'This is what we do'
At the end of a long day, Nancy Ancrum, editorial page editor of The Miami Herald, got a note from a former colleague asking why would she sign on with all those newspapers to push for freedom of the press.
Her former colleague, reflecting other naysayers on Thursday’s united editorial effort, asked: Isn’t that exactly what Donald Trump wants, so he can scapegoat the media further? You’re not going to change the minds of Trump fans, she was told.
Ancrum, whose paper is one of about 411 outlets publishing editorials today urging the preservation of America’s free press, says she responded decisively.
“This initiative is not designed to change the minds of the most rabid Trump supporters,” Ancrum tells me, hours before deadline Wednesday. “This is for people who take the First Amendment for granted, who must be more engaged … no matter where they fall on the political spectrum.”
Predictably, the president criticized the effort on Twitter, calling it "collusion" — a term he has faced in an investigation into his presidential campaign's ties with Russia before the 2016 election.
Ancrum notes that editorial boards have timed editorials before, such as, in Florida, on annual celebrations of the state’s open records laws. In April, the editorial boards of the three South Florida dailies synchronized editorials on “The Invading Sea” — a shared project on the region’s challenge from rising sea levels.
“This is what we do,” Ancrum says.
And how controversial is it, really, to defend a cornerstone constitutional freedom? “If we don’t stick up for the First Amendment,” Ancrum says, “who will?”
The show of support mushroomed nationwide in the hours before publication. The number of papers committing to join the initiative rose from 200 on Tuesday to 411 by Thursday afternoon, says Marjorie Pritchard, The Boston Globe’s deputy editorial editor. Pritchard had proposed that America's editorial sections join together, each in their own words to reject the president's oft-repeated scapegoating of the media as "the “enemy of the people.”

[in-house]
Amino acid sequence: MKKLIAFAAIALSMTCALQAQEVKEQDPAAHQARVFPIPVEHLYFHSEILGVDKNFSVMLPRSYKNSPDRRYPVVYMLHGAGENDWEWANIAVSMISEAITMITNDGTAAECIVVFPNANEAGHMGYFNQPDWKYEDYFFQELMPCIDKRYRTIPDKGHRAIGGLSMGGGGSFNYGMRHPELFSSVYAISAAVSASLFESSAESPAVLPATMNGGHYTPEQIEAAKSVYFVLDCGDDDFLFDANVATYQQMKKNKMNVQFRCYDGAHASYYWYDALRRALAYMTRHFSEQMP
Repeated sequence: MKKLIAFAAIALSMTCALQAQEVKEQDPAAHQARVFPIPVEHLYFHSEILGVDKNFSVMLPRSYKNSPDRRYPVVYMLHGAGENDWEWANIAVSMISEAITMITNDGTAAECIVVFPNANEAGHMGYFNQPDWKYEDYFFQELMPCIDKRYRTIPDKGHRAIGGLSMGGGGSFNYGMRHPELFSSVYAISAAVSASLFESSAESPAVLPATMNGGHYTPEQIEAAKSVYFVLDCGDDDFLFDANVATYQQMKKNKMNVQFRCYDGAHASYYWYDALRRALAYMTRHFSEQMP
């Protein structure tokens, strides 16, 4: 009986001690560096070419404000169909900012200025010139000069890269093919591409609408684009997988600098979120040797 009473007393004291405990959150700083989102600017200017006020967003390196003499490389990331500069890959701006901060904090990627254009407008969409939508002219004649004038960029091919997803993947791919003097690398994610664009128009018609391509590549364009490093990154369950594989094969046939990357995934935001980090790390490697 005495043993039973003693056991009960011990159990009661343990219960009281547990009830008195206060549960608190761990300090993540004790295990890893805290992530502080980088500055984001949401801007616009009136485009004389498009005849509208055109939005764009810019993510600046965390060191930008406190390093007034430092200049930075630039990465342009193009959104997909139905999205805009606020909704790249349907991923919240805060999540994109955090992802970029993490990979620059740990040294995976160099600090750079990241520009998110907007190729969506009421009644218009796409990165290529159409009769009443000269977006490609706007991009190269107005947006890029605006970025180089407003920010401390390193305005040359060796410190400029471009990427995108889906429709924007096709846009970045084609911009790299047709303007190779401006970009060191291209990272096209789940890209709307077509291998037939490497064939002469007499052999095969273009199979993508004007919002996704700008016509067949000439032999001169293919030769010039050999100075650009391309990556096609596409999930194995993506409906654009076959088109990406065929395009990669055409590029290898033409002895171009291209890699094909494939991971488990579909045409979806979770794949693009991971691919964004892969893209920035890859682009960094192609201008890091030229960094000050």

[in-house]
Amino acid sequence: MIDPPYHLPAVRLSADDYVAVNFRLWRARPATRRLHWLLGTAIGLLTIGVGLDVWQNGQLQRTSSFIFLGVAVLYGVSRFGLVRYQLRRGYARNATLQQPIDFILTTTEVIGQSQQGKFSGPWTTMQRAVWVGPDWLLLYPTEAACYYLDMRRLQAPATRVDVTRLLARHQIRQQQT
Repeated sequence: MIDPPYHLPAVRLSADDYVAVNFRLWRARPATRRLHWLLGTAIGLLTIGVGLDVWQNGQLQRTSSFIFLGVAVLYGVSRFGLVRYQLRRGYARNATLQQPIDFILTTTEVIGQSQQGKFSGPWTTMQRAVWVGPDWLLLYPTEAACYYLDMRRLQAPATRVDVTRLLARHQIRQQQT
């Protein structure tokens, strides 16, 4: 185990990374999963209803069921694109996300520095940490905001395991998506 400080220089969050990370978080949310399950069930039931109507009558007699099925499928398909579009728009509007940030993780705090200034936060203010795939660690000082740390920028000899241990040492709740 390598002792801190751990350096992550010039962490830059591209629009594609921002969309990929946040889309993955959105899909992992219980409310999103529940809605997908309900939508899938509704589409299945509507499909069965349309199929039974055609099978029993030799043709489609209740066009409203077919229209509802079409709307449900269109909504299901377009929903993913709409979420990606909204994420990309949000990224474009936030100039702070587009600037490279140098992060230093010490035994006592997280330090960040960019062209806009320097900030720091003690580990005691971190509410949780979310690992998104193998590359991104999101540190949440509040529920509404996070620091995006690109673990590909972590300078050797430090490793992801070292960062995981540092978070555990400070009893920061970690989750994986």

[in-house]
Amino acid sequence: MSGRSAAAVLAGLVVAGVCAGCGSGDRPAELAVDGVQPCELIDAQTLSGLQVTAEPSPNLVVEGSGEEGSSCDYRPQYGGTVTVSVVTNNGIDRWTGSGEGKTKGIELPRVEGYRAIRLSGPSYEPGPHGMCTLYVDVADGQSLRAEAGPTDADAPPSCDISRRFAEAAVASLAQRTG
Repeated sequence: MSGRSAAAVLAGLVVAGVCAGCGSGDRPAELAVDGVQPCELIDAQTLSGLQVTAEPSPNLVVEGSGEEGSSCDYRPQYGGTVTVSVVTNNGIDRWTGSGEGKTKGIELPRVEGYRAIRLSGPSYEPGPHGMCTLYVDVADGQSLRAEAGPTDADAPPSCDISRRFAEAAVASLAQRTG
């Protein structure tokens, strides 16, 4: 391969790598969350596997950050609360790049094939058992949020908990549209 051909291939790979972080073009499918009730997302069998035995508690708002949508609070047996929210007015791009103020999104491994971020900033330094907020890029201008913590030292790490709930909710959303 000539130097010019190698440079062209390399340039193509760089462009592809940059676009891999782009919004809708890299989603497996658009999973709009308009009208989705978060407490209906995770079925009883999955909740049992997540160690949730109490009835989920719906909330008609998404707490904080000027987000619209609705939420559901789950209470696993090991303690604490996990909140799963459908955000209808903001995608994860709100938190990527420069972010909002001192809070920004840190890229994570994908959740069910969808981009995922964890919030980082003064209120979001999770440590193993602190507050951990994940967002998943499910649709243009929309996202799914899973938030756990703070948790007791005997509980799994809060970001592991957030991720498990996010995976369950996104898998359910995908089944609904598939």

In its editorial, the Providence (Rhode Island) Journal says the media, in a disorienting and economically fraught transition to digital platforms, are not blameless. At times, news outlets have focused on the splashy, distracting or ephemeral for “clicks.”
But the newspaper adds that occasional journalistic failings don't excuse irresponsible disrespect for the vital role of journalists as gatekeepers. Demonizing the public's representatives can lead to violence and a destruction of America’s freedoms.
"Presidents, whether or not they are pleased with news reports, should acknowledge and respect the idea that journalists must be free from government control,” the Journal wrote. “They should not be punished for reporting that the government does not condone."
“Trump’s references to us as the 'enemy of the American People' are no less dangerous because they happen to be strategic,” the Star says. “That is what Nazis called Jews. It’s how Joseph Stalin’s critics were marked for execution.”
In a shared editorial, five weekly papers in Vermont write that the poisonous rhetoric damages the good a news outlet brings to a community.